Arguing that the move would make it easier to secure the chamber, Senate President Russell Pearce on Tuesday issued a memo saying press conferences that are open to the public will no longer be allowed inside the Arizona Senate building.
“Due to recent events within the Senate building that directly impacted the safety of the public, members, and staff,” Pearce’s memo said, “the use of any hearing room for a press conference open to the public is no longer an option.”
The memo doesn’t ban media briefings inside the Senate. Pearce said briefings that do “not involve an invitation to the public” may continue inside the building.
But in order to hold an event in any of the hearing rooms, a reservation must be made in advance, Pearce’s memo said.
In his memo, Pearce also suggested that details of the event, such as the number of people attending as well as any information that would help better prepare for security, be provided when reserving a room.
Pearce said law enforcers advised him it would be much easier to secure the Senate and to deal with crowds if press conferences were held outside the building.
“Please know that safety is my primary concern and that these changes represent our best means of maintaining and preserving the wellbeing and security of the public, members, and staff,” he said.
As expected, Democrats, who have been holding press conference that often panned Republicans for their actions or legislation, are unhappy with the move.
Sen. Leah Landrum Taylor, D-Phoenix, said the last thing she wants is a perception that the Senate is an unwelcome place for the public.
“What will happen if suddenly we are speaking with someone and then we ended up going into a conference room of sorts, and a press member walked in with us? What would happen then to those members of the public?” she asked.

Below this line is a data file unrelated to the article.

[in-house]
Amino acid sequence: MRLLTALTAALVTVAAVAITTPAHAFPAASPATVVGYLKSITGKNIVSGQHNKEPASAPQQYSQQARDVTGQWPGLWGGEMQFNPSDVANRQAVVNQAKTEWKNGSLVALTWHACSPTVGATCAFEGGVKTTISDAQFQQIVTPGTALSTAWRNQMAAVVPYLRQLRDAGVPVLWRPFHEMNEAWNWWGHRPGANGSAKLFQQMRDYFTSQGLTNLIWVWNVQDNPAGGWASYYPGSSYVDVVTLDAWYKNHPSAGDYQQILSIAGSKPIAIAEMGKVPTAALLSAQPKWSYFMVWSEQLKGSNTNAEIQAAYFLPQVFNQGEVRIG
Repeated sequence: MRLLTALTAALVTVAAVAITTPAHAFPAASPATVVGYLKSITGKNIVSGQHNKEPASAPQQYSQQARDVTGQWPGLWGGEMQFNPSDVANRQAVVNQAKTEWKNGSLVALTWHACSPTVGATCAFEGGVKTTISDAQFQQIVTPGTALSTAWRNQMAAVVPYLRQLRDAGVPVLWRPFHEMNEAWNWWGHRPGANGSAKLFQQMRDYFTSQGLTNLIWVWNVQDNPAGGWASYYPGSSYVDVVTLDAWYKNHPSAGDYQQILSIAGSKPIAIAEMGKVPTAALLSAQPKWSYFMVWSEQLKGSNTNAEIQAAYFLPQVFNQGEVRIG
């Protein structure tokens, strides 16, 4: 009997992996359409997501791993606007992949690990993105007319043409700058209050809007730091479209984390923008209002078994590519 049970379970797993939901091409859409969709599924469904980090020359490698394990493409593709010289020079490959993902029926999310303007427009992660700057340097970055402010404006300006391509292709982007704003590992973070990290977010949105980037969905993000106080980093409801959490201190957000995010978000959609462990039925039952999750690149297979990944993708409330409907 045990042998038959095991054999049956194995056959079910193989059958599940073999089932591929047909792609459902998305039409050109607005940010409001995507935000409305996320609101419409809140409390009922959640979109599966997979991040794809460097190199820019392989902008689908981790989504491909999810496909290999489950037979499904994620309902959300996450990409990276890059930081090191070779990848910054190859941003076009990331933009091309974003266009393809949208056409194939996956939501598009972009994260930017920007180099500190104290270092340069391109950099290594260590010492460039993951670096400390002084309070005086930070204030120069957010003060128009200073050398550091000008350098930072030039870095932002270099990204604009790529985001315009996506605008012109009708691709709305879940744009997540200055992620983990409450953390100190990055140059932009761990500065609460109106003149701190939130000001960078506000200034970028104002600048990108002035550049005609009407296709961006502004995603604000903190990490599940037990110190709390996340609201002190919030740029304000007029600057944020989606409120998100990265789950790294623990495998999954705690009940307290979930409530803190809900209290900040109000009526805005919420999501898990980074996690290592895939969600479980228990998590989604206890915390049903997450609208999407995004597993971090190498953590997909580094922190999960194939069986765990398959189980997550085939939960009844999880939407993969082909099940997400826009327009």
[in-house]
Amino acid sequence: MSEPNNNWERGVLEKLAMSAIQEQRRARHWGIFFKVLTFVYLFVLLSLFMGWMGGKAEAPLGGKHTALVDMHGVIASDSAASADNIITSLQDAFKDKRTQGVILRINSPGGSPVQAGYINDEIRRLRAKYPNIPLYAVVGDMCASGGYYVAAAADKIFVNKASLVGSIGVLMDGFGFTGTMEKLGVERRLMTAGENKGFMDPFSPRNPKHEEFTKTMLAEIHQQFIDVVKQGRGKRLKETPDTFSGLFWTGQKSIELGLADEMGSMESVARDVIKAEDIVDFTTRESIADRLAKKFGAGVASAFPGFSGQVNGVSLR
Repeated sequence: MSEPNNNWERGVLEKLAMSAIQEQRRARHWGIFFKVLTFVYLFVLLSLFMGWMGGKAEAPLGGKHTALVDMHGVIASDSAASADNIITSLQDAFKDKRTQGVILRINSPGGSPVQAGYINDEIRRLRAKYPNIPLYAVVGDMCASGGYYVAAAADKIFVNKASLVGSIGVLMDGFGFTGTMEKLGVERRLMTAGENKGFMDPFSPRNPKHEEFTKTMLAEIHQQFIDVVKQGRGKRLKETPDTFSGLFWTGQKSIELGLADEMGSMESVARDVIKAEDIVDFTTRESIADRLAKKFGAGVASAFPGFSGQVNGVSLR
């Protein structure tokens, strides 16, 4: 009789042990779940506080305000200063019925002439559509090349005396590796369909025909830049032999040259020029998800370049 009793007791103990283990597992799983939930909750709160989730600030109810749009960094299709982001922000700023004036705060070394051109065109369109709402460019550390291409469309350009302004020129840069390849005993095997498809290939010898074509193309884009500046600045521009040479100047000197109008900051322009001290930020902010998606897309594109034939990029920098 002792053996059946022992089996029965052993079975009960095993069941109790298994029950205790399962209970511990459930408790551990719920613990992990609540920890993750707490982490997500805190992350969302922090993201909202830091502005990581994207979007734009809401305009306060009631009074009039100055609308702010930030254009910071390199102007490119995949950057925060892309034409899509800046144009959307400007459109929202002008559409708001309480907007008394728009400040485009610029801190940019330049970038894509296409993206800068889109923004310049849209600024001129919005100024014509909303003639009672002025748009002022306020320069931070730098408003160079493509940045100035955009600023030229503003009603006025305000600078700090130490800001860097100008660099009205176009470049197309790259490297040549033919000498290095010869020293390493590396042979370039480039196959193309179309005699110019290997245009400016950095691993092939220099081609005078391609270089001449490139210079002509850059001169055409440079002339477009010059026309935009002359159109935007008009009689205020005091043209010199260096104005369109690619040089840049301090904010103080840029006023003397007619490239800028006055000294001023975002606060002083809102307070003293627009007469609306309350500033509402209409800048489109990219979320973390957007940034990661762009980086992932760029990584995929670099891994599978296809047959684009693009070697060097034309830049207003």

Sen. Steve Gallardo, D-Phoenix, surmised that Pearce issued the directive because he doesn’t like what’s being discussed in these press conferences.
“If I was doing a press conference supporting Ron Gould’s gun omnibus bill, I wouldn’t be seeing this memo,” he told the Arizona Capitol Times. “He has taken his position as Senate President to a new high. He is dictating what we can and cannot talk about. He’s dictating who I can meet with and who I can’t meet with. It’s crazy.”
But Pearce rejected the criticisms as mere “pontificating.”
As for Gallardo’s insinuation that he doesn’t like the topic of the media briefings, Pearce quipped: “I don’t even know what their press conference is about. How would I have an opinion about it? I don’t attend them.”
Pearce said holding a media briefing outside of the Senate building — on the Capitol lawn, for example — used to be the norm. Holding it inside the chamber is a fairly new phenomenon, he told reporters.
When asked if members of the public would be arrested if they attended a media briefing inside the Senate, Pearce said: “That’s a stupid question.”